Yes, yes, I’m behind the times. I found out about this show ages ago, before I actually thought seriously about starting a blog, and so I forgot about it temporarily until I accidentally ended up telling the story of Conan Doyle’s original “The Adventure of the Final Problem” to one of my floormates. And then I remembered this show.
When my mother first told me that there was a new BBC show being made of Sherlock Holmes stories, my first thought was, “Why?” After all, the older version with Jeremy Brett and Edward Hardwicke is, in many ways, the culmination of most of the stereotypes of Sherlock Holmes that have accumulated over the years: Holmes as an erudite yet energetic, eccentric but still somehow almost normal Victorian gentleman, full of witticisms and culture, and Watson as his loyal, bumbling, stupid, common-man sidekick. This is a little ironic when you consider that Holmes is a college chemistry dropout and Watson is a highly-trained doctor. Regardless, the Brett-Hardwicke combo is highly entertaining and I recommend their version if you’re looking for a classic Holmes fix.
The next thing I heard about the new series was that it would be set in modern times. “Damn it,” I thought, “they try this gimmick with everything written before the 1960s. Shakespeare in modern times, Grimm’s Fairy Tales in modern times, and now this. I’ll bet they ruin it.”
Having seen the series, I have some statements to make:
- When I thought that setting things in modern times was just them trying to be edgy, I was mostly wrong, and being an old fogey (I’m 18, but you get the gist). And I apologize.
- Sherlock changes the normal portrayal of the Holmes-Watson relationship into something that makes complete sense given the modern setting, but somehow also makes a lot of sense given the original material.
- This show is fucking awesome.
Everything that bothered me about other adaptations of Holmes stories, Sherlock has fixed. Watson is generally thought of as the character the audience can relate to (as opposed to the brilliance of Sherlock Holmes), but portrayals insult the viewers by making him, well, sort of an idiot. And usually quite portly, despite just having come home from a war at the beginning of the narrative. Martin Freeman’s John Watson is intelligent, action-oriented, and every bit as fleshed-out a character as Benedict Cumberbatch’s Sherlock (who uses his first name in this incarnation). He is still the audience’s link to the story, but he’s the sort of person you might actually want to hang out with.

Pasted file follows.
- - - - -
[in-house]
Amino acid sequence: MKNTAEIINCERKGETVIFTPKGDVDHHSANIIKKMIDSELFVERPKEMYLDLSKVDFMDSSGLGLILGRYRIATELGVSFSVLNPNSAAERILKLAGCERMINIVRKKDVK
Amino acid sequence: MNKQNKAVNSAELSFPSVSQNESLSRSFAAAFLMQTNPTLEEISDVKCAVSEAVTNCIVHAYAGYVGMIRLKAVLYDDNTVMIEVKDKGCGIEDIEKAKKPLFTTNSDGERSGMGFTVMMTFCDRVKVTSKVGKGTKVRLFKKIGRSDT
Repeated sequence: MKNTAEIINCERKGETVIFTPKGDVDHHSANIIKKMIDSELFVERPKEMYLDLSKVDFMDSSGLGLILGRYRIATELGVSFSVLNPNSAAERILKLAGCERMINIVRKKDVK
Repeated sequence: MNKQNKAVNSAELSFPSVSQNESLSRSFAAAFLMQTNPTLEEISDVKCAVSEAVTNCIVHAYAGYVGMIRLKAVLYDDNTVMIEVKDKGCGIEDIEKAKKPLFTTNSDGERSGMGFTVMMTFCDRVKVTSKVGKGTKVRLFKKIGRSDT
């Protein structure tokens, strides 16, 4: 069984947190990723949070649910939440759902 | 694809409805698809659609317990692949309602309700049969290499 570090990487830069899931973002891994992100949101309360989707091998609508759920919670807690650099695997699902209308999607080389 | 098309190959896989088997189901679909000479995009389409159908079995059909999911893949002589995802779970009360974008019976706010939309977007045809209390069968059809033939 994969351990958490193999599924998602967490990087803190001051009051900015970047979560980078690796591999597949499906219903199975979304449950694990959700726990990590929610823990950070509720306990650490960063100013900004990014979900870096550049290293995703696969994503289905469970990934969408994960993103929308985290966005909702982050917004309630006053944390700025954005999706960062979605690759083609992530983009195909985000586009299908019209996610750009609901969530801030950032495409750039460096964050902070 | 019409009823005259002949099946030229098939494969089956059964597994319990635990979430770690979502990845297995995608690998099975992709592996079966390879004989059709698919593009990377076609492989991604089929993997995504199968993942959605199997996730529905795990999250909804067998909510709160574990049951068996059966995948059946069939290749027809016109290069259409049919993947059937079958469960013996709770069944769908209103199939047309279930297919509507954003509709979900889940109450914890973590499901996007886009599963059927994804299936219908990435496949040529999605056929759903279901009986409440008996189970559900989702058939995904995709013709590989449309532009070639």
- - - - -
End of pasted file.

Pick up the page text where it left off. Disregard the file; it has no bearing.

Sherlock, on the other hand, is…well, he’s way more sociopathic and less emotionally restrained in many ways than previous incarnations, gleeful at the prospect of a new case, even when he’s dancing around because someone new got murdered. In the past, Holmes was a snarker, to be sure, but his Victorian sensibilities prevented any serious rudeness. In the modern world, all politeness bets are off.
In short, Sherlock takes the characters and stories of the original stories and develops them in a way that makes complete sense in the modern world. Where other adaptations might have asked, “How would classic Holmes solve mysteries in today’s environment?”, this series explores the question of how a brilliant young mind growing up in our present developed into the world’s greatest detective, and how unfettered genius fits in to the society of the 2010s.
Bottom line: Awesome. Go see it now, preferably after reading the original stories.
[Featured image: moviepilot.com.]